Low‐dimensional systems at ultra‐low temperatures
Dr. Stefan Ludwig, Department of Physics, Ludwig-Maximilians-University Munich (LMU)
We offer up to three exciting experimental PhD projects in the field of nanoelectronics including quantum information processing and spintronics, thermoelectrics and quantum transport in nanowires, and low‐dimensional systems at ultra‐low temperatures.
Project: Low‐dimensional systems at ultra‐low temperatures
We recently started a collaboration with an ultra low temperature group in Lancaster, England, to cool electronic nanostructures to temperatures below 1 mK. We will start the experiments bystudying basic transport experiments, such as the quantum Hall effect, or transport through nanoscale quantum circuits. More challenging will be the development of an on‐chip thermometer for the aspired ultra-low temperatures. The long-term goal is to study the properties of meso- and nanoscale electron systems at ultra-low temperatures including many-body quantum effects as well as possible new phases, yet to be discovered. This project will -in part- be performed using a special cryostat at Lancaster University and will, therefore, require frequent travelling.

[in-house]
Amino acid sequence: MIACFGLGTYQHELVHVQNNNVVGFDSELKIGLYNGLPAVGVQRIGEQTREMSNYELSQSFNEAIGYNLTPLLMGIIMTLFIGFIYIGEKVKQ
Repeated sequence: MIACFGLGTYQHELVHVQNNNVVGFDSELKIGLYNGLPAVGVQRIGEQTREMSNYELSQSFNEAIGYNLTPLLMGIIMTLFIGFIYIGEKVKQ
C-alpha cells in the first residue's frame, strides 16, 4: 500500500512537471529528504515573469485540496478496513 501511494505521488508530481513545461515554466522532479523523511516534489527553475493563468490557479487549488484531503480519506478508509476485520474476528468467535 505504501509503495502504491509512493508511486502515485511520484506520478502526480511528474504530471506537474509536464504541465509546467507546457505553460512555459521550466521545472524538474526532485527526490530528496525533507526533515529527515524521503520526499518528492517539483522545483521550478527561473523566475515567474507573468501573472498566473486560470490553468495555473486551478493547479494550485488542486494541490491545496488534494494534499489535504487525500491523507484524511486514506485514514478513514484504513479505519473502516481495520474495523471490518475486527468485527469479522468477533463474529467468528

Are you enthusiastic about a fundamental understanding of nanoscale electronic quantum circuits? Are you thrilled by solving the complex puzzles of interacting nanoscale solid state systems possibly at nonequilibrium? Are you interested in fabricating your own nanostructures in our cleanroom facilities? Would you like to perform challenging experiments at ultra‐low temperatures in a complex lab environment? If all these questions excite you and if you already have a solid background in basic quantum mechanics and solid state physics, you would enjoy working in our group and should apply for a personal interview.
More information about the group:
Dr. Ludwig's website